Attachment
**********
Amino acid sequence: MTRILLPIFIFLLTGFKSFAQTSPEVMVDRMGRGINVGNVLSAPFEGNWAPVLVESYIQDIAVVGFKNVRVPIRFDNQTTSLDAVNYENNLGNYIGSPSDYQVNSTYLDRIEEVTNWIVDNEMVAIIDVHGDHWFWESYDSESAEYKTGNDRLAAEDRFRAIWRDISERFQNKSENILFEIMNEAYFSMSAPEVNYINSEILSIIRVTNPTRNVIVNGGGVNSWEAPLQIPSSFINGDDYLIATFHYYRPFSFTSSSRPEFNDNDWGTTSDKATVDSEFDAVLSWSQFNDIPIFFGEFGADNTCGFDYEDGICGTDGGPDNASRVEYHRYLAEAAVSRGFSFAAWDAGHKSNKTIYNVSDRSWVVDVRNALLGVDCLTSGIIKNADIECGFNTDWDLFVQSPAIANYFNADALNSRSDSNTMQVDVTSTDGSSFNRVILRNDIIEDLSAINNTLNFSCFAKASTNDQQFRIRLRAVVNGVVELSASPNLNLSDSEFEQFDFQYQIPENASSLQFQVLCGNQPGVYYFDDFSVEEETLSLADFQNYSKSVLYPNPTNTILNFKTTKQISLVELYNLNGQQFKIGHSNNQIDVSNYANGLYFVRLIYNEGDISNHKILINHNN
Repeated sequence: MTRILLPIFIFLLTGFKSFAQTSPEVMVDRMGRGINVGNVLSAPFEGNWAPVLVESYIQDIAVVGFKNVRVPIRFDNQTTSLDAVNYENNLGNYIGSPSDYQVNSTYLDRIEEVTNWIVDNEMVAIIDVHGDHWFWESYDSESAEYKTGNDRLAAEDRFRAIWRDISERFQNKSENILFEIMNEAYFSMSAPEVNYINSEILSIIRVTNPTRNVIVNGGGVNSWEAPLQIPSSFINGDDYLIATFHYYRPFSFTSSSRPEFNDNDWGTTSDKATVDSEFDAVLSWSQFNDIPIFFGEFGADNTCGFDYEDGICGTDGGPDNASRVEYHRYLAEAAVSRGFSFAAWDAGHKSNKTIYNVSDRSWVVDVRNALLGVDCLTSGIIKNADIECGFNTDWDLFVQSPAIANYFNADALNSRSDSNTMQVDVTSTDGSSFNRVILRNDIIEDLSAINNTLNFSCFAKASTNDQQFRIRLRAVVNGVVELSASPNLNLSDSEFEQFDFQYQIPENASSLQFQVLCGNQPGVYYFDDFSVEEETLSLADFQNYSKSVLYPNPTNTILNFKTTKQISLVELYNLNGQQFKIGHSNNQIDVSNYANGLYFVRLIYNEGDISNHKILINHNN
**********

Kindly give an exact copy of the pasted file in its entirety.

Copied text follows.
Amino acid sequence: MTRILLPIFIFLLTGFKSFAQTSPEVMVDRMGRGINVGNVLSAPFEGNWAPVLVESYIQDIAVVGFKNVRVPIRFDNQTTSLDAVNYENNLGNYIGSPSDYQVNSTYLDRIEEVTNWIVDNEMVAIIDVHGDHWFWESYDSESAEYKTGNDRLAAEDRFRAIWRDISERFQNKSENILFEIMNEAYFSMSAPEVNYINSEILSIIRVTNPTRNVIVNGGGVNSWEAPLQIPSSFINGDDYLIATFHYYRPFSFTSSSRPEFNDNDWGTTSDKATVDSEFDAVLSWSQFNDIPIFFGEFGADNTCGFDYEDGICGTDGGPDNASRVEYHRYLAEAAVSRGFSFAAWDAGHKSNKTIYNVSDRSWVVDVRNALLGVDCLTSGIIKNADIECGFNTDWDLFVQSPAIANYFNADALNSRSDSNTMQVDVTSTDGSSFNRVILRNDIIEDLSAINNTLNFSCFAKASTNDQQFRIRLRAVVNGVVELSASPNLNLSDSEFEQFDFQYQIPENASSLQFQVLCGNQPGVYYFDDFSVEEETLSLADFQNYSKSVLYPNPTNTILNFKTTKQISLVELYNLNGQQFKIGHSNNQIDVSNYANGLYFVRLIYNEGDISNHKILINHNN
Repeated sequence: MTRILLPIFIFLLTGFKSFAQTSPEVMVDRMGRGINVGNVLSAPFEGNWAPVLVESYIQDIAVVGFKNVRVPIRFDNQTTSLDAVNYENNLGNYIGSPSDYQVNSTYLDRIEEVTNWIVDNEMVAIIDVHGDHWFWESYDSESAEYKTGNDRLAAEDRFRAIWRDISERFQNKSENILFEIMNEAYFSMSAPEVNYINSEILSIIRVTNPTRNVIVNGGGVNSWEAPLQIPSSFINGDDYLIATFHYYRPFSFTSSSRPEFNDNDWGTTSDKATVDSEFDAVLSWSQFNDIPIFFGEFGADNTCGFDYEDGICGTDGGPDNASRVEYHRYLAEAAVSRGFSFAAWDAGHKSNKTIYNVSDRSWVVDVRNALLGVDCLTSGIIKNADIECGFNTDWDLFVQSPAIANYFNADALNSRSDSNTMQVDVTSTDGSSFNRVILRNDIIEDLSAINNTLNFSCFAKASTNDQQFRIRLRAVVNGVVELSASPNLNLSDSEFEQFDFQYQIPENASSLQFQVLCGNQPGVYYFDDFSVEEETLSLADFQNYSKSVLYPNPTNTILNFKTTKQISLVELYNLNGQQFKIGHSNNQIDVSNYANGLYFVRLIYNEGDISNHKILINHNN